In both of the process method described above, a multi-ply removable portion is prepared and attached to a substrate or host ribbon that is subsequently sectioned into smaller portions. Such processes tend to be complicated and require numerous additional processing steps to either slit and align ribbons of a single web, or prepare bindings for multi-page leaflets. The existing methods offer opportunity for improvement in efficiency and increased production capacities. Accordingly, a need exists for an efficient high volume method for producing print media having detachable cards.
In one embodiment, a method for forming print media having detachable cards includes providing a first preprinted roll of web paper having a first thickness. A second preprinted roll of web paper is provided having a second thickness, where the first thickness is greater than the second thickness. Customer information is imaged on a first ribbon of the first roll of web paper and a UV coating is applied to the first ribbon. The first ribbon is then cut to form cards and the cards are glued to a second ribbon of the second preprinted roll of web paper. The second ribbon is separated into sections where each section includes at least one card glued thereto.
In another embodiment of the invention, a print media having a detachable card affixed thereto includes a carrier sheet having a first thickness and including preprinted information. A preprinted card having a second thickness adheres to the carrier sheet. The card includes customer information imaged thereon and is a single layer stock paper of the second thickness, where the second thickness is greater than the first thickness.
BRIEF DESCRIPTION OF THE DRAWING
FIGS. 1-2 schematically illustrate initial process steps for a card web in accordance with an embodiment of the invention;
FIG. 3 schematically illustrates initial processing steps for a carrier web in accordance with an embodiment of the invention; and
FIG. 4 schematically illustrates processing steps for joining the card web and the carrier web and sectioning the carrier web.
In one embodiment, the process of the present invention can be carried out to form direct mail advertising materials. The advertising material typically includes information printed on a flyer, which can be one or more sheets of paper having text and images printed on the one or both sides of the paper. The flyer also has a card attached to one of the sheets, which can be detached from the flyer. The card is small relative to the size of the flyer and is made of thick paper, such that the card has the approximate size and shape of a business card or credit card. The card can be used by the customer to obtain promotional offers at a retail store or other business establishment. Information identifying the individual customer in a scanner-readable format is encoded or imaged on the card. When the card is used at a business establishment, the customer's information is scanned into a computer and transmitted to any of a number of business entities, such as the retailer, a supplier, or a marketing company.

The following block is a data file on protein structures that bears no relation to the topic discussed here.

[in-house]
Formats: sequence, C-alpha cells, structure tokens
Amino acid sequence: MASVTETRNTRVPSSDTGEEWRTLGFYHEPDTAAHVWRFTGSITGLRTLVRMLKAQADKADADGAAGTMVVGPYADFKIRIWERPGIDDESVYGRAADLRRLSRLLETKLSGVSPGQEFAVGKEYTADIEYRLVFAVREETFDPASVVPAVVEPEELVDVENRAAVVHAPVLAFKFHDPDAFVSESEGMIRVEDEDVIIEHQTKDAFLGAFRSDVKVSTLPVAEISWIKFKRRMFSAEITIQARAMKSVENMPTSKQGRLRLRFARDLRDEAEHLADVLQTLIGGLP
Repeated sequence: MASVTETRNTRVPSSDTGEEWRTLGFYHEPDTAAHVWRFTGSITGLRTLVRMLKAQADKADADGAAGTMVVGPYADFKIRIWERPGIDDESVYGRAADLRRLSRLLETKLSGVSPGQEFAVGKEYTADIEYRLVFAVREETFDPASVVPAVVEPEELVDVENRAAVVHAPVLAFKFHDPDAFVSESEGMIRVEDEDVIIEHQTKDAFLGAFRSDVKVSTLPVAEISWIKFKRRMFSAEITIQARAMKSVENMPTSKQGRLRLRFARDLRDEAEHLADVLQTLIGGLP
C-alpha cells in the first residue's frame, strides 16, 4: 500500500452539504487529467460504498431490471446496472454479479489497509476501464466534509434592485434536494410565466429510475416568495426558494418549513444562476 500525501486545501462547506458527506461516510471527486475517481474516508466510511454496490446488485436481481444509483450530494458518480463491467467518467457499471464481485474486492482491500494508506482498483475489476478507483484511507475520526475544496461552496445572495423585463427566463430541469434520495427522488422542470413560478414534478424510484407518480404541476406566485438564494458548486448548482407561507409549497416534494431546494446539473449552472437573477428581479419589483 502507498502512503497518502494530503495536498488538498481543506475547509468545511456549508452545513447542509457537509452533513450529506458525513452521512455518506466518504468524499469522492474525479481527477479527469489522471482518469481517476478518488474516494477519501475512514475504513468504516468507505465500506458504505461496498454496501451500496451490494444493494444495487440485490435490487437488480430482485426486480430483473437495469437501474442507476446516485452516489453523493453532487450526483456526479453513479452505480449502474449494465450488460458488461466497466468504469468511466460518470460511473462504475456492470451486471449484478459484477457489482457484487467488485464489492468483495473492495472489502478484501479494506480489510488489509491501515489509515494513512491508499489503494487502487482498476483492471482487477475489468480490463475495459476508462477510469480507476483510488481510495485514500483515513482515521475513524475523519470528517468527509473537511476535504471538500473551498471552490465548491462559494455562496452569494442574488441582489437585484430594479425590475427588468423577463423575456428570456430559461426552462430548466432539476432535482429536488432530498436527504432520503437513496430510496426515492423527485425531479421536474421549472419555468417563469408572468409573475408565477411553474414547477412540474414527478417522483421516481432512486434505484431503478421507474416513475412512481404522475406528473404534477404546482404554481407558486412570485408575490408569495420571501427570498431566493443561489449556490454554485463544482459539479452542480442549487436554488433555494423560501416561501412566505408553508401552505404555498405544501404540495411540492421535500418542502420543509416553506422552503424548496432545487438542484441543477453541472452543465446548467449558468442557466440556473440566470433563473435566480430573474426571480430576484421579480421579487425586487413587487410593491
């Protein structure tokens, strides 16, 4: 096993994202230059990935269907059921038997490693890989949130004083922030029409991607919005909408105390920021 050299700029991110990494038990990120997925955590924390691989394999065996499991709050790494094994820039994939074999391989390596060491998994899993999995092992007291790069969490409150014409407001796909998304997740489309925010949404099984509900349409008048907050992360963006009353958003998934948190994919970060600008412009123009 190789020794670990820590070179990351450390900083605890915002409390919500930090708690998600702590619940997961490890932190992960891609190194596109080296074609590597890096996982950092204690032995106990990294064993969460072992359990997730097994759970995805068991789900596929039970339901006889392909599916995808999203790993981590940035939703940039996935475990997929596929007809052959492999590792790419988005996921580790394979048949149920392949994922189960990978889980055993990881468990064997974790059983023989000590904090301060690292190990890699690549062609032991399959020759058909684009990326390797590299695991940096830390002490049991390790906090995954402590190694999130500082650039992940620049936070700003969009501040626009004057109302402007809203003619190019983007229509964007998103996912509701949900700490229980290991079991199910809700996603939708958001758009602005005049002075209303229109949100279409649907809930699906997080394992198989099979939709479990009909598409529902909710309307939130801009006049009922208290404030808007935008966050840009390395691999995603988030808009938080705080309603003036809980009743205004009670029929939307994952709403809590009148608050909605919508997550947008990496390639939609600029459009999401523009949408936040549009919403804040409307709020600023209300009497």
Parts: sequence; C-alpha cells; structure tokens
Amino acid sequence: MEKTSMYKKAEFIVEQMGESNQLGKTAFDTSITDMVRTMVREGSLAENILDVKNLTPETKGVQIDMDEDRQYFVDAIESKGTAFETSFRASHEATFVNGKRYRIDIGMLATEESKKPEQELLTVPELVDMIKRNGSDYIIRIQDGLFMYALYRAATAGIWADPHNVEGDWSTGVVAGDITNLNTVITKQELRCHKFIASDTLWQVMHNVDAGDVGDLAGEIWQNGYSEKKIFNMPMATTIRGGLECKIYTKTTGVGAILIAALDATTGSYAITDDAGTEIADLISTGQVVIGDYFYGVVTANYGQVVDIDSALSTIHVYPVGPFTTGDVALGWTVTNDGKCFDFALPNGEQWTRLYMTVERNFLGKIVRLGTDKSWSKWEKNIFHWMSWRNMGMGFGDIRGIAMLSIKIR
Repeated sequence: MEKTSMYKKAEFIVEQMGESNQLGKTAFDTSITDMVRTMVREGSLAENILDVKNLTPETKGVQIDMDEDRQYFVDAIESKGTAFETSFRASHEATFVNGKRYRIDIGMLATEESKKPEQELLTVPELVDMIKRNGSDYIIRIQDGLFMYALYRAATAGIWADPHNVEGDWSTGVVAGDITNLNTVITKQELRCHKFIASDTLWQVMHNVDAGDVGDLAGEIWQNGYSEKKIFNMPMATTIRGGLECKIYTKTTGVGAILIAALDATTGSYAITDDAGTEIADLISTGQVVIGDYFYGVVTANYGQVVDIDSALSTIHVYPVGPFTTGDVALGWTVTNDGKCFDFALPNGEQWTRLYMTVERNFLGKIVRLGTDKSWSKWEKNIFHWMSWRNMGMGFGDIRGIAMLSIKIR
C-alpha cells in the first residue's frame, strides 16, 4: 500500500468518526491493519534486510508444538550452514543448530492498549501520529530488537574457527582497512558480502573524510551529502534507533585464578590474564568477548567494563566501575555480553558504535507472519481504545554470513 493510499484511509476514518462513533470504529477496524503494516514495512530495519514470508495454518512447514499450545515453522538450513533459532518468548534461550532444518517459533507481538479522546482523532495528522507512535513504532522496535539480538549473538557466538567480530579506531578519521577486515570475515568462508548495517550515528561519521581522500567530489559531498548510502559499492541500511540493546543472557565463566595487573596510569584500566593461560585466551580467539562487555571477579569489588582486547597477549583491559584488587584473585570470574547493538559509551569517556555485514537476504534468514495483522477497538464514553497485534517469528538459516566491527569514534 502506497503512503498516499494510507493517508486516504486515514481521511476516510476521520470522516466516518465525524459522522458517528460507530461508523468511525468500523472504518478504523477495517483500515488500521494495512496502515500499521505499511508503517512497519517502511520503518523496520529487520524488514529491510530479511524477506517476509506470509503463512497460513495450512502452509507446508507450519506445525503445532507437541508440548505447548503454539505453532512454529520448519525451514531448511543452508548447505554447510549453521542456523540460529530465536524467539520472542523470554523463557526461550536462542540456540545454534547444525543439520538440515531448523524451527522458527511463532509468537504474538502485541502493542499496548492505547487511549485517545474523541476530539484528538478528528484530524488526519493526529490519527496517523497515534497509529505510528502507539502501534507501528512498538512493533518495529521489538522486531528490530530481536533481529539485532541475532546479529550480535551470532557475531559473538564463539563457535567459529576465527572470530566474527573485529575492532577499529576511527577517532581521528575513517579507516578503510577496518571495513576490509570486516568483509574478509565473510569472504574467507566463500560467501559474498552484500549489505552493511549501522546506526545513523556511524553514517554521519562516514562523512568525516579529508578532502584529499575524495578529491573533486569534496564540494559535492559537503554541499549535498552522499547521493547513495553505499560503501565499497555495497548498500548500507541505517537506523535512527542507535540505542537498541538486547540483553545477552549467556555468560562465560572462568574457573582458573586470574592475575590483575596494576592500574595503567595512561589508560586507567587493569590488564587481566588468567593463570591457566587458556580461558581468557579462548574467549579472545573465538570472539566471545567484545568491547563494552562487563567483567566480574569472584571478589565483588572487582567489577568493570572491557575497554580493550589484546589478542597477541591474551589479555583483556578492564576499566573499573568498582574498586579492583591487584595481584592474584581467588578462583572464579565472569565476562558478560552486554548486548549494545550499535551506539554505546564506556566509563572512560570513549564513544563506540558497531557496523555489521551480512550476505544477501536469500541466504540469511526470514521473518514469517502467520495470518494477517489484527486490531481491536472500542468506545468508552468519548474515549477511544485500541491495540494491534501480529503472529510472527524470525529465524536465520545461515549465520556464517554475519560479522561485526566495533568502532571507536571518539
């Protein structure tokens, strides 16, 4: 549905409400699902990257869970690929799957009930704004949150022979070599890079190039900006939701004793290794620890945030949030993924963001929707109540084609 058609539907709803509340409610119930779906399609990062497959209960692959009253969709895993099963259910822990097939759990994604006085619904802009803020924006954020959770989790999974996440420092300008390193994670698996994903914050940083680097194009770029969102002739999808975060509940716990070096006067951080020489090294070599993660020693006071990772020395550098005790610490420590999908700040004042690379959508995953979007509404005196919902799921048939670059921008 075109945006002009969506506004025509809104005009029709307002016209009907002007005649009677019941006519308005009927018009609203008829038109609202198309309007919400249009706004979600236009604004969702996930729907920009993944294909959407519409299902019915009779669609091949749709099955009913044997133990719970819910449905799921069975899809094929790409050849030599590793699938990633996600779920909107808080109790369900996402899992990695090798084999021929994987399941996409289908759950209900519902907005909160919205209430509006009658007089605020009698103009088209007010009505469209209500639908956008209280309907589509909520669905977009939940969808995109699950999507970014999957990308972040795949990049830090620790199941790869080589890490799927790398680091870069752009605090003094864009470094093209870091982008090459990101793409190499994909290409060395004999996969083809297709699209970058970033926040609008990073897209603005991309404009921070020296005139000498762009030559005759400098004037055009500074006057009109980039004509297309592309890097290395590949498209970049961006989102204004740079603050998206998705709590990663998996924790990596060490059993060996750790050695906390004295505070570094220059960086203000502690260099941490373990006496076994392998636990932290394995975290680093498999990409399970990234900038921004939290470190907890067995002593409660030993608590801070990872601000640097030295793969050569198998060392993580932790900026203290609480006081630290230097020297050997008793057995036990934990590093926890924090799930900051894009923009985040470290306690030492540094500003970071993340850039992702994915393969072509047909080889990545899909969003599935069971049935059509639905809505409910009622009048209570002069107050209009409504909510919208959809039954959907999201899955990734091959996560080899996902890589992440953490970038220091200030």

The inventive process forms the cards using a relatively thick paper web, which can be a 24pt paper web. The cards are attached to a carrier, which is made from thinner paper, such as a 7pt paper web. This type of process is known in the industry as an "off-line finishing process," because the paper web is provided in pre-printed rolls, which are subsequently processed into a finished product. The card web can be printed in a separate printing press from the carrier web, or both the card web and the carrier web can be printed in the same printing press at different times. The card web is a single layer of thick paper and is not formed from multiple layers secured together.
In a preferred method, the card web is printing in a flexographic printing process in which the card web is processed from a web of thick, single-layer card stock. In the inventive process, once the thicker web is processed to produce cards, the carrier web is brought together with the card web and the cards are glued to the carrier. The carrier is cut apart in sections where each section contains a card glued to the carrier section. The carrier sections can then be used as direct mail pieces, or further processed to form specialized advertising materials.
One embodiment of the inventive process is illustrated in a series of figures depicting various stages of the card manufacturing process and the carrier manufacturing process. In FIG. 1, the initial processing of the card is illustrated in which pre-printed rolls of the card paper web are processed through an imaging system. The card web is a thicker paper stock that can be provided in sufficient firmness and thickness to simulate a business card, or a plastic card, such as credit card or gift card.